Wacky Wednesday – “Il Papa”

19 Sep

The classroom was calm. The quiet was only disturbed by the sound of nibs scratching on paper and birds chirping in the cyprus trees outside the open window. A warm breeze wafted through and tousled the glossy hair of an eight-year-old boy, who sat with one hand supporting his nodding head and the other doodling pointlessly on his page. He sighed as he looked out the window at the glorious Tuscan afternoon, and longed to be with his papa, running through that bright green grass and flying the kite they had built together the night before. Dio mio, he thought, please let this end! He looked at the huge crucifix mounted above the chalkboard. He clasped his hands together and shut his eyes tight, praying with all his might that when he looked at the clock, Gesù Christo would have performed a miracle.

A ringing slap of wood on wood tore the boy rudely from his reverie. He jumped, yelping in fright, and was suddenly face-to-face with his ruler-wielding schoolmaster.

Salve, Tito! Praying again, are we?” The man’s breath stank of coffee. “You would have this classroom become a chapel, no? You would have us all forget our studies, and join you in your pious mumbling! Well, certe, I know what to do.”

Tito watched in horror as his maestro strode to the front of the class, placed the ruler on his desk, pulled out his chair, and climbed atop it. All the children’s eyes were fixed on him as he reached up and clasped the crucifix in his hand. A girl gave a mousey squeak as he ripped it from the wall. He brandished it before his chest, pointing straight at the trembling Tito, and said, “I hope you will remember the lesson I am about to teach you.”

With a grunt he swung the cross down and smashed it against his desk. Several children screamed in surprise as bits of wood and plaster flew through the air. He exhaled sharply, brushed his hair away from his face, and sat down again. “I trust,” he said, still looking unswervingly at Tito, “there will be no more distractions. Ritorno al lavoro, tutti!

The air was filled again with the sound of pencils scratching away. All except Tito returned immediately to their math problem. He slumped in his chair, his eyes locked on the pieces of shattered wood still laying on the maestro‘s desk. He felt a lump in his throat and hot tears welling in his eyes. Even from his seat, he could see the tiny sculpted face of the Saviour, split in half by the force of his fall. Gesù Christo looked so very sad, and to Tito it was just like looking into a mirror.

**

Sixty years later, Tito sat uncomfortably on a gilded throne and adjusted his rosary between a thumb and forefinger. Suoi cardinali surrounded him like a flock of aged birds, bright and lavish in their crimson robes. Tito offered his hand to a middle-aged woman with tears in her eyes, who kissed his ring and asked him to bless her family. Tito smiled tiredly, waved his hand, and muttered in Latin. The gratitude on her face touched his heart, and Tito said a silent prayer of thanks for the chance to grant such joy with so little effort.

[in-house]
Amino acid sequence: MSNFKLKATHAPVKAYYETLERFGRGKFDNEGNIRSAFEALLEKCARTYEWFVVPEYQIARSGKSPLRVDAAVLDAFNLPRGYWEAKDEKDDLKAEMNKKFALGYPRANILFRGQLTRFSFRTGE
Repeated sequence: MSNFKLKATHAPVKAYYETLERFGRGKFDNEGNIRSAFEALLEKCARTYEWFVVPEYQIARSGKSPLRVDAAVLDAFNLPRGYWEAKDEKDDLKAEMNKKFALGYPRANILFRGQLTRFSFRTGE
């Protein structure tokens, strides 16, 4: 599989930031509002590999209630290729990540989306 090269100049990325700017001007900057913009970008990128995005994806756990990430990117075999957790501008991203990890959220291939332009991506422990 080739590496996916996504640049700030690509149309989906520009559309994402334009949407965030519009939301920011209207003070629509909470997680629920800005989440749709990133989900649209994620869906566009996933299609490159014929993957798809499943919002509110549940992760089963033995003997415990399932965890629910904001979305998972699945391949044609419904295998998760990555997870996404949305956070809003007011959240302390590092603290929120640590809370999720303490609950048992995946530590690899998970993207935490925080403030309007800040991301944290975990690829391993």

He looked out at the massive throng gathered in St. Peter’s Square, and breathed a worn-out sigh. He was an old man, and his stamina was not what it used to be. He ran in fields with his papa no longer. As more and more of the faithful came through, Tito did his best to show them equal love and patience. His noble office required tireless service, and if he had to forget his weariness to see the light on just one more face, he would do it with a glad heart.

An elderly man approached the dais, his tottering gait supported by a young woman. Tito felt inspired by his effort, as the man was older even than he. He extended a hand, and said, “Buonasera, my son. You have come far, and waited long. What service may the Holy See bestow upon you?”

The wrinkled old man looked up through rheumy eyes at Tito, and parted his slackened lips to say, “Only the chance to gaze upon you once, Beatissimo Padre, before I die.”

Tito did not reply. He was frozen in shock, the carved beads of his rosary slipping through his fingers to clatter on the marble. In the face of this ancient man, he saw his maestro from a lifetime ago. His surprise at seeing the man still alive was only matched by his confusion. This could not be the same man. Could it?

Tito whispered, “Why are you here?”

The maestro looked pleadingly up at him, not understanding. His eyes laboured to focus on Tito’s, and then recognition spread across him like the turning of a page. A rattling wheeze escaped his throat, and his wrinkled face was a mask of emotion.

“…Tito?”

The Holy Father stood suddenly, to the alarm of his cardinals, and stepped off his golden throne. He grasped the old man by the shoulders, and pulled him close in a tight embrace. The piazza was eerily silent, the huge crowd transfixed by what they saw. Somewhere in the assembly, someone began to clap – and before anyone knew what was happening, the Vatican rang with thunderous applause.

Tito released his maestro, who was weeping freely. He said, “I never did forget that lesson you taught me.”

“What lesson was that, Padre?”

Tito smiled. “The power of forgiveness.”

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